Barry Bonds dispatched weight trainer Greg Anderson to Minneapolis in the summer of 2002 to give emergency "help" to slumping Gary Sheffield, a federal judge has told Major League Baseball.
In correspondence sent March 16 to Commissioner Bud Selig, Larry M. Boyle, Chief U.S. Magistrate Judge in Boise, Idaho, described a chance meeting with Anderson, who according to court records in the BALCO steroids case provided banned drugs to Bonds, Sheffield and other baseball stars.
Anderson, Bonds' longtime trainer, pleaded guilty to drug conspiracy and money-laundering charges in 2004 and recently completed a three-month federal prison term.
In their June 2002 encounter at the Minneapolis-St. Paul International Airport, the judge said Anderson bragged about his relationship with Bonds -- his "best friend and best client." The trainer said Bonds had sent him to Minneapolis to "help his close friend Gary Sheffield," who then was with the Atlanta Braves and "struggling" with a batting slump.
The Braves were playing the Minnesota Twins in an interleague series, and Sheffield's batting average was below .260. In the two games after Anderson's arrival, Sheffield went 4-for-6 with a double, a home run and two walks. For the season, he batted .307.
"When your best friend and best client asks you to help his friend, you do it," Judge Boyle quoted Anderson as saying.
Boyle's account of the meeting provides an unusual glimpse of Anderson's activities before baseball's steroids scandal broke with the federal raid on the Burlingame-based Bay Area Laboratory Cooperative in 2003. The letter also supports aspects of Sheffield's testimony before the BALCO grand jury in 2003.
In his testimony, which was reviewed by The Chronicle, Sheffield denied knowingly using banned drugs. But he said that in 2002, Bonds told Anderson to provide him with substances called The Clear, an arthritis balm and pills called "Mexican beans."
Sheffield said Bonds told him the substances were legal. Prosecutors said they were steroids.
The judge first documented his encounter with Anderson when the BALCO scandal became public. In a Feb. 2004 letter to the U.S. Attorney in Boise, he described the meeting and provided a copy of his airplane ticket to establish the date when it occurred. That letter and a copy of the itinerary also were sent to Selig.
Judge Boyle wrote last month that he thought that Selig, who recently named retired U.S. Sen. George Mitchell to investigate steroid use in baseball, needed to know about Anderson's travels.
"It appears reasonable to conclude that Mr. Bonds sent Greg Anderson to at least one of his MLB friends, Gary Sheffield, for whatever services he was rendering to professional athletes at that time," the judge wrote. "If Bonds sent Anderson to Sheffield, it may be important to determine whether there were others he assisted and the nature of those services."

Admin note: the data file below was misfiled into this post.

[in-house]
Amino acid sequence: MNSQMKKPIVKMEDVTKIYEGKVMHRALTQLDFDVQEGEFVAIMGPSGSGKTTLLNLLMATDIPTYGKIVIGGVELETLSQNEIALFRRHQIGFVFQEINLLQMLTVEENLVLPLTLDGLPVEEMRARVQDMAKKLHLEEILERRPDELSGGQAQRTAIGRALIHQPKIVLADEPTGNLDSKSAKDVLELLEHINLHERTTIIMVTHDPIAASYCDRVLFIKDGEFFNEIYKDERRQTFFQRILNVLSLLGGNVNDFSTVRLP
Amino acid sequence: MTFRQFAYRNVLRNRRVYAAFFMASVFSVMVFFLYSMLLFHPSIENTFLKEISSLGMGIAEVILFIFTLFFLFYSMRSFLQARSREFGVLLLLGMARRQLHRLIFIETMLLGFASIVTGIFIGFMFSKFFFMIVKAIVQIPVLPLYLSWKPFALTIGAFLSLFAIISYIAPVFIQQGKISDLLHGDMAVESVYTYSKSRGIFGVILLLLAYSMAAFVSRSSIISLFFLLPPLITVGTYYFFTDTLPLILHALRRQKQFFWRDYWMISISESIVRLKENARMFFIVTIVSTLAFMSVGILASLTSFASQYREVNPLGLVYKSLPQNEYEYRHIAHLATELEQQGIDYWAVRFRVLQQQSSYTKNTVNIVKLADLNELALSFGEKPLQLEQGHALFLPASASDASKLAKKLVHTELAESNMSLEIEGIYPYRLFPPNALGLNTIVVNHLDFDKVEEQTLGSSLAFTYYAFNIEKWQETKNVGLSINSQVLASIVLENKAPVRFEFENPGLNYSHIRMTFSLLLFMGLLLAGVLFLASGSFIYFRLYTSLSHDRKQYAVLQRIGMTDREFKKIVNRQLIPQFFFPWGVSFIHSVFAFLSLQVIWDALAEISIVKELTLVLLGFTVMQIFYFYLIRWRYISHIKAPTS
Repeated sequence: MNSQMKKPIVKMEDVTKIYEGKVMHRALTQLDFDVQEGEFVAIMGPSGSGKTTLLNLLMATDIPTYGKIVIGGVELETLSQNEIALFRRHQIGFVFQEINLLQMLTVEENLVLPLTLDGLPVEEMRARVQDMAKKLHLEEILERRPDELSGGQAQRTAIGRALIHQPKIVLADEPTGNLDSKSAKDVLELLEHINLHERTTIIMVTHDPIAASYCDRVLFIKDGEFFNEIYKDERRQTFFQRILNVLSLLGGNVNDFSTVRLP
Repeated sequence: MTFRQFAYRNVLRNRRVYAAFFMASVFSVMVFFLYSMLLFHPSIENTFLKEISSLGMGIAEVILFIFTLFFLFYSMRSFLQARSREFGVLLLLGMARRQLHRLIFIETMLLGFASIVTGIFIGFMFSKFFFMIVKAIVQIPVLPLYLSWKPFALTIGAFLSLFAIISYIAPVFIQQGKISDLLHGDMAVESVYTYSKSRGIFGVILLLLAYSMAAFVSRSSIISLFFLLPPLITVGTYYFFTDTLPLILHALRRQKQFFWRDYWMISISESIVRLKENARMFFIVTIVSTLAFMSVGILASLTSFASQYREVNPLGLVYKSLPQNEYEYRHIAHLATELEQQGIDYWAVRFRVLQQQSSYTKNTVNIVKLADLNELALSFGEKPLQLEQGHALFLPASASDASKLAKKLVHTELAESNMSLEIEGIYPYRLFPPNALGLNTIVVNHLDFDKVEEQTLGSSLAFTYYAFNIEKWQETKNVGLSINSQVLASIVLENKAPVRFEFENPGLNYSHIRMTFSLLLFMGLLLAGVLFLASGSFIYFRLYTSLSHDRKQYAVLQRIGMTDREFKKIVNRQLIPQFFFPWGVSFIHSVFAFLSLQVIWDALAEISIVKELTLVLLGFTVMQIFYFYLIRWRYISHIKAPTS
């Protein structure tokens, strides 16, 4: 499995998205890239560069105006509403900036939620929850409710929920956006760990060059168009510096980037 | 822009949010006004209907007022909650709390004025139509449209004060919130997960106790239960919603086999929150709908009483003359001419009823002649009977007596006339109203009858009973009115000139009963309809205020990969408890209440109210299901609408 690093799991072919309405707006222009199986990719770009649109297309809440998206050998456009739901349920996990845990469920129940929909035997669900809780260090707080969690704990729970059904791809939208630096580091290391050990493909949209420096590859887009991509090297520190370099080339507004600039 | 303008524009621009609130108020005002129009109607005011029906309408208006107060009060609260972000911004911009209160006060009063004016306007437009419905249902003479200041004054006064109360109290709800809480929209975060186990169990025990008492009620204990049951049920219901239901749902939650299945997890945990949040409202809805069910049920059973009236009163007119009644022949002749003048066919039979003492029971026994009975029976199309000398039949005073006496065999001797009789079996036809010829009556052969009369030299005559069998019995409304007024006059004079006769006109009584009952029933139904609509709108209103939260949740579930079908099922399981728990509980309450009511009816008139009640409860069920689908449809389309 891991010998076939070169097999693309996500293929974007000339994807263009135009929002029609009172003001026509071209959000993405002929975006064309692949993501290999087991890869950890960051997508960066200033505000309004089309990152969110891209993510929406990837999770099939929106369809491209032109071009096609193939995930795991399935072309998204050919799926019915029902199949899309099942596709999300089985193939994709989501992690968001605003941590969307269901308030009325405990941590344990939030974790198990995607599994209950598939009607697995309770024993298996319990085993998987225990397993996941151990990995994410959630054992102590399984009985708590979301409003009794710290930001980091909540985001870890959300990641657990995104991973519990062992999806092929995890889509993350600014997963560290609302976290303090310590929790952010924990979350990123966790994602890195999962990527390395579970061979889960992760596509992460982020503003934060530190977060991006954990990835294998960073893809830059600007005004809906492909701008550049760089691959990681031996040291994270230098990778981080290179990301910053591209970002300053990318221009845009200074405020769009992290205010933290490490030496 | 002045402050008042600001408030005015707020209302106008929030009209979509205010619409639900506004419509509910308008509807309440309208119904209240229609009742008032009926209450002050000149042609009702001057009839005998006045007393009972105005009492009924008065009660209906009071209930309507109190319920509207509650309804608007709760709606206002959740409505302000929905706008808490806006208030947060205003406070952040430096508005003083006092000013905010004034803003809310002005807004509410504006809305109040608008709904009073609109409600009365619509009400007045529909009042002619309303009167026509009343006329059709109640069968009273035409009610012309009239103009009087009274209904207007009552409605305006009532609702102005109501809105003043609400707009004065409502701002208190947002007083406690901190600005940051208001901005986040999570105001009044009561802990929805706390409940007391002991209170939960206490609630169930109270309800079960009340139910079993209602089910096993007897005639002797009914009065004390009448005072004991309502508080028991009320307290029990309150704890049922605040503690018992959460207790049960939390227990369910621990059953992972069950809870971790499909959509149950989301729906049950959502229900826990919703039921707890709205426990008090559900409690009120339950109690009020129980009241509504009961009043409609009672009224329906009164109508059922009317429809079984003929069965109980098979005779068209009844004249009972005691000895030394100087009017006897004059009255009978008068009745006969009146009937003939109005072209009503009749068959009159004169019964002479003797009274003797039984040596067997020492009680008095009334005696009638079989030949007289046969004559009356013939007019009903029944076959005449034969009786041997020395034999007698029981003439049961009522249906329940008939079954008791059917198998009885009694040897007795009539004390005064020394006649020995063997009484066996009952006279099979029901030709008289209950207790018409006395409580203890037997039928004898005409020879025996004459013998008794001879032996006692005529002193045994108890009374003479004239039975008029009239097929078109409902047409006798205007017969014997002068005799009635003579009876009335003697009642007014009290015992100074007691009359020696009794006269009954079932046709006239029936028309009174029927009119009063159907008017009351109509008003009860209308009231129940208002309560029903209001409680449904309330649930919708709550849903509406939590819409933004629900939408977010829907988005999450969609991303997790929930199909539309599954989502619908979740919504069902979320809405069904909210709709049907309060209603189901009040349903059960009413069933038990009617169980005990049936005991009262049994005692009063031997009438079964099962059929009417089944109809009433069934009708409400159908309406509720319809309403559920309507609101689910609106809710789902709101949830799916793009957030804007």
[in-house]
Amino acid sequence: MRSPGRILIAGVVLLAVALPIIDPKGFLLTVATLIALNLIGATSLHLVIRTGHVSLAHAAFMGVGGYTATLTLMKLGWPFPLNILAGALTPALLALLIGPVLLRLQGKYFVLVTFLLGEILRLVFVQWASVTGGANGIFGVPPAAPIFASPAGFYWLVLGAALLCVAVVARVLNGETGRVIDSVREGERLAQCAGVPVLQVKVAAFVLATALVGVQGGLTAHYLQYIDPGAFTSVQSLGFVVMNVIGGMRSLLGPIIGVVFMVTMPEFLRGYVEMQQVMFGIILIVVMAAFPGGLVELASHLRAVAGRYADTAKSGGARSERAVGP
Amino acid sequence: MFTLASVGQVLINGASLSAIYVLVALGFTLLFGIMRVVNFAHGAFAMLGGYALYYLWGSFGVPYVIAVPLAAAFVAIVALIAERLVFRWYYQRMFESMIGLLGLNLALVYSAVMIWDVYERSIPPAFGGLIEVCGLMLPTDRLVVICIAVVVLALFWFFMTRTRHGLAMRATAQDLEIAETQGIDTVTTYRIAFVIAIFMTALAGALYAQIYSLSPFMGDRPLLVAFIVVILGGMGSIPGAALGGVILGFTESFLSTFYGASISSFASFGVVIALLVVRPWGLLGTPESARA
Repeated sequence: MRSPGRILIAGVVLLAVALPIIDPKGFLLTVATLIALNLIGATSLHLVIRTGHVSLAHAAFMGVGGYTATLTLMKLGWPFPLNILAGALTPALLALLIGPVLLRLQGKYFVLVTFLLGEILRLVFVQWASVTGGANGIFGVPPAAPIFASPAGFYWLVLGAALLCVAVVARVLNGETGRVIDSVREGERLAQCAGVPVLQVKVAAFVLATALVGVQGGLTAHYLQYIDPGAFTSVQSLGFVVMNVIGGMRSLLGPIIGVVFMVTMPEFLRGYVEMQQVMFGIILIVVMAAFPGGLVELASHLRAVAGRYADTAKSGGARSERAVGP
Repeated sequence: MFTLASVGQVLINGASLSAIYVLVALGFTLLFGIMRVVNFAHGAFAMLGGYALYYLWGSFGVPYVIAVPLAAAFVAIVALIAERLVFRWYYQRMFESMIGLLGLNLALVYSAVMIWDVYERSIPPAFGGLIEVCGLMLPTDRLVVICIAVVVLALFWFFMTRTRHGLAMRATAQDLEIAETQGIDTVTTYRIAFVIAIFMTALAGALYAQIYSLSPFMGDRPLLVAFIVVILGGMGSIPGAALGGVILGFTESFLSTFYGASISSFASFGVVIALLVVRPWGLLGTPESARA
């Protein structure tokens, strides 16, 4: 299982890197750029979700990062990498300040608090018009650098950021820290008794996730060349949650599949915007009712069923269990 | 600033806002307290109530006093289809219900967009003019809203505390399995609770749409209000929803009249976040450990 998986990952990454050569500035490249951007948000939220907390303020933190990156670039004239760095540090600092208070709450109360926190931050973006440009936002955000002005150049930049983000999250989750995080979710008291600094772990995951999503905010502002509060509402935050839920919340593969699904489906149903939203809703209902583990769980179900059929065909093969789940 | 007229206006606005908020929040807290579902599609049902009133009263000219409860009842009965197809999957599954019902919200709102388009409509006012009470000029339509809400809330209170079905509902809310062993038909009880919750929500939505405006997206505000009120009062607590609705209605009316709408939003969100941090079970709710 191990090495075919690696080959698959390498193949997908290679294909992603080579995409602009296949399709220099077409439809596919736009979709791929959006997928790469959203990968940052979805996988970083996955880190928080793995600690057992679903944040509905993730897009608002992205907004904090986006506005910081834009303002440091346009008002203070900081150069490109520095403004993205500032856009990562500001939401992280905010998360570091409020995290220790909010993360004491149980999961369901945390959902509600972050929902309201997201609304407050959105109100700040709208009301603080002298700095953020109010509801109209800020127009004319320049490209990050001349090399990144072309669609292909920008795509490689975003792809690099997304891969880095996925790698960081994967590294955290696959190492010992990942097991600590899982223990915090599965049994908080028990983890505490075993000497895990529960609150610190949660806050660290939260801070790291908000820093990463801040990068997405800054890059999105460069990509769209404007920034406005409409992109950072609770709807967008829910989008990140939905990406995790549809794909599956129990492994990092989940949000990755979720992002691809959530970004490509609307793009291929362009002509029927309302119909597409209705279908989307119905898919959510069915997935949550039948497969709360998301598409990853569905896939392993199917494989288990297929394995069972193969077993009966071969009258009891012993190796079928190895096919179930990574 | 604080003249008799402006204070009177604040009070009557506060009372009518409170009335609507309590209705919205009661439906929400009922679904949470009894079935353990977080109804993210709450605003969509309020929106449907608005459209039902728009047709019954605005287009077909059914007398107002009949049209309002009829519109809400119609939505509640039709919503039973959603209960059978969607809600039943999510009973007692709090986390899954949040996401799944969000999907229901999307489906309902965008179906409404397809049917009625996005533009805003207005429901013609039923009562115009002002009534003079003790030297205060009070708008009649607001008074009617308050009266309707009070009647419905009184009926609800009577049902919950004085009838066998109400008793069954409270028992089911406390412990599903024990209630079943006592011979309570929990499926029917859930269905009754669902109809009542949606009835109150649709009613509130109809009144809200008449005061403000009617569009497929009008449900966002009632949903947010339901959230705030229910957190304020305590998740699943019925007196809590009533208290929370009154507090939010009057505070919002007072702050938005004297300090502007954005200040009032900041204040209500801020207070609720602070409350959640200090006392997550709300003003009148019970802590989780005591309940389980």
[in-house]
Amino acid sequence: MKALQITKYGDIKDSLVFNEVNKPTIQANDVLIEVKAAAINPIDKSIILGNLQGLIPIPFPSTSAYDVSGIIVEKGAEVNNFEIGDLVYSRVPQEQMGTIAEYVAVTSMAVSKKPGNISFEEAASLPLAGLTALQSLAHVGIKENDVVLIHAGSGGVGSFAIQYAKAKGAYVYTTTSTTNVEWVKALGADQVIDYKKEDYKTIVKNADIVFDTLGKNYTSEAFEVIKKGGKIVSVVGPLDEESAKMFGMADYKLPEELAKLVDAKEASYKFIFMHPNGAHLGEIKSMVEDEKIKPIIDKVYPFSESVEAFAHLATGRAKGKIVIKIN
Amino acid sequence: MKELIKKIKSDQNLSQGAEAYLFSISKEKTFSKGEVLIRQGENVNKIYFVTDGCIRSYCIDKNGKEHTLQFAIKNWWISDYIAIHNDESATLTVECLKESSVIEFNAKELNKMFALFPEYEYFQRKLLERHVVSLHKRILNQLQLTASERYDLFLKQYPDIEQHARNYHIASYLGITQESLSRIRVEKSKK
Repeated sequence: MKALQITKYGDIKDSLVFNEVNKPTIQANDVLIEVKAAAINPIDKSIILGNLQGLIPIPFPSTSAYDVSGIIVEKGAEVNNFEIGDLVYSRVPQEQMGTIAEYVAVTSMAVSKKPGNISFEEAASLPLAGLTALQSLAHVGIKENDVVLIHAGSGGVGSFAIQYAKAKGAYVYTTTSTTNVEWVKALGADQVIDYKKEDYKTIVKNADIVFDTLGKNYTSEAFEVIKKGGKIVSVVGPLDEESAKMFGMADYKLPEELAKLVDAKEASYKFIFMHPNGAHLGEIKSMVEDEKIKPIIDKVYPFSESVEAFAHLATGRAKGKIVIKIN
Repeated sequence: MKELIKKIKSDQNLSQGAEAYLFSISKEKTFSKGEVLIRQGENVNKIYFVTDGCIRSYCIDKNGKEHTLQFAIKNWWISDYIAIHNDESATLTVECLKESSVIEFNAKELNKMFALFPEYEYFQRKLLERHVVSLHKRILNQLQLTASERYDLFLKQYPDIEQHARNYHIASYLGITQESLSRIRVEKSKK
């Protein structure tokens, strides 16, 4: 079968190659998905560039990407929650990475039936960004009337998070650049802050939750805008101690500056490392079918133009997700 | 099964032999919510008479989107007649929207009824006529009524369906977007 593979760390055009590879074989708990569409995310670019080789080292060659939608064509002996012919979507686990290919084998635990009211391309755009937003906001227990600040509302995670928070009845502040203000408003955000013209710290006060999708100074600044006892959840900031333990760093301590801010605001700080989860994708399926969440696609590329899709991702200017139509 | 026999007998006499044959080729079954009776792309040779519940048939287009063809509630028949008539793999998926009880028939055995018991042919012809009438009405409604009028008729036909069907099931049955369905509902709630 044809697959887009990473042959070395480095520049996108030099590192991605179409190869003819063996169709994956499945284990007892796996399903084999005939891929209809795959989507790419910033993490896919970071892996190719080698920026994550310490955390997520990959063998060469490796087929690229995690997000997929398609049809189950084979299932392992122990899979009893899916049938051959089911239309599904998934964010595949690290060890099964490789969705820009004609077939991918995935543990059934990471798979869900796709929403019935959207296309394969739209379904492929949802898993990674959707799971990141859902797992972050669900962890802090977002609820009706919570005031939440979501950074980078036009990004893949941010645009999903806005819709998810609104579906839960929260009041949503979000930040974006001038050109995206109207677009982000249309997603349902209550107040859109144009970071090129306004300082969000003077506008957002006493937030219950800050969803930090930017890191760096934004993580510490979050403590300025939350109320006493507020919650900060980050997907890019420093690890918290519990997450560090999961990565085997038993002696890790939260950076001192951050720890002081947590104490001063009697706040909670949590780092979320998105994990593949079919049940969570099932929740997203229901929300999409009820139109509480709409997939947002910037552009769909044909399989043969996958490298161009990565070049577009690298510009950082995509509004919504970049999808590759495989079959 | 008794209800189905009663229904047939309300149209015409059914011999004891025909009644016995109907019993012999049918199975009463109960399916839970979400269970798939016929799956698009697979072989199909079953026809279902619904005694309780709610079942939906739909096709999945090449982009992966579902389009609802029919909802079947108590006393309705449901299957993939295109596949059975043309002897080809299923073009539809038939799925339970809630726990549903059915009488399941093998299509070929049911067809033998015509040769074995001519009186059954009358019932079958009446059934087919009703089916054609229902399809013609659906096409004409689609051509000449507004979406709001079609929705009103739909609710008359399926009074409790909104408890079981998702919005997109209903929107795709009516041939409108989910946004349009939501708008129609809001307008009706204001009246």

The Chronicle obtained copies of the correspondence from a confidential news source. Judge Boyle, a former justice of the Idaho Supreme Court who was named to the federal bench in 1992, acknowledged in a phone interview Tuesday that he had written to Selig about the encounter. He has not been contacted by baseball's investigators, he said.
In the letter, the judge said he flew to Minneapolis on June 11, 2002, for a judges' meeting. In the shuttle from the airport, he wrote, he noticed a muscular man having an anxious cell-phone conversation explaining to somebody that his plane was late.
The burly man -- Anderson, it turned out -- was swigging a brownish liquid from a plastic gallon jug. The judge wrote that he asked Anderson about the beverage, and the trainer said it was a nutritional supplement. Then the men began chatting.
"Anderson told me he was in Minneapolis because his best client wanted him to help his close friend Gary Sheffield who was in a slump and struggling at the time," the judge wrote.
Anderson said he would "reserve the hotel exercise facility and work privately with Sheffield on body mechanics, weights and also take a blood or urine sample, test it to determine if his body chemistry is what it should be, and then give him nutritional supplements."
Anderson proudly identified his best client as Bonds, saying, "I've worked with Barry for a long time." Anderson also downplayed the problem of steroids in baseball, saying "something to the effect that the subject was overblown and not as big a problem as reported in the news media."
At the time of his guilty plea in the BALCO case, prosecutors said Anderson had conspired to give athletes banned drugs: previously undetectable steroids known as "the cream" and "the clear," human growth hormone, testosterone pills called "Beans" and the female fertility drug Clomid, which is used to counteract side-effects of steroid use.
According to grand-jury testimony reviewed by The Chronicle, five baseball players acknowledged receiving banned drugs from Anderson: Yankees first baseman Jason Giambi; his brother, former A's outfielder Jeremy Giambi; and former Giants Benito Santiago, Armando Rios and Bobby Estalella.
Bonds and Sheffield both testified that they received a cream and a clear substance from Anderson, but claimed they thought the substances were legal. Bonds testified he thought he was using arthritis balm and flaxseed oil.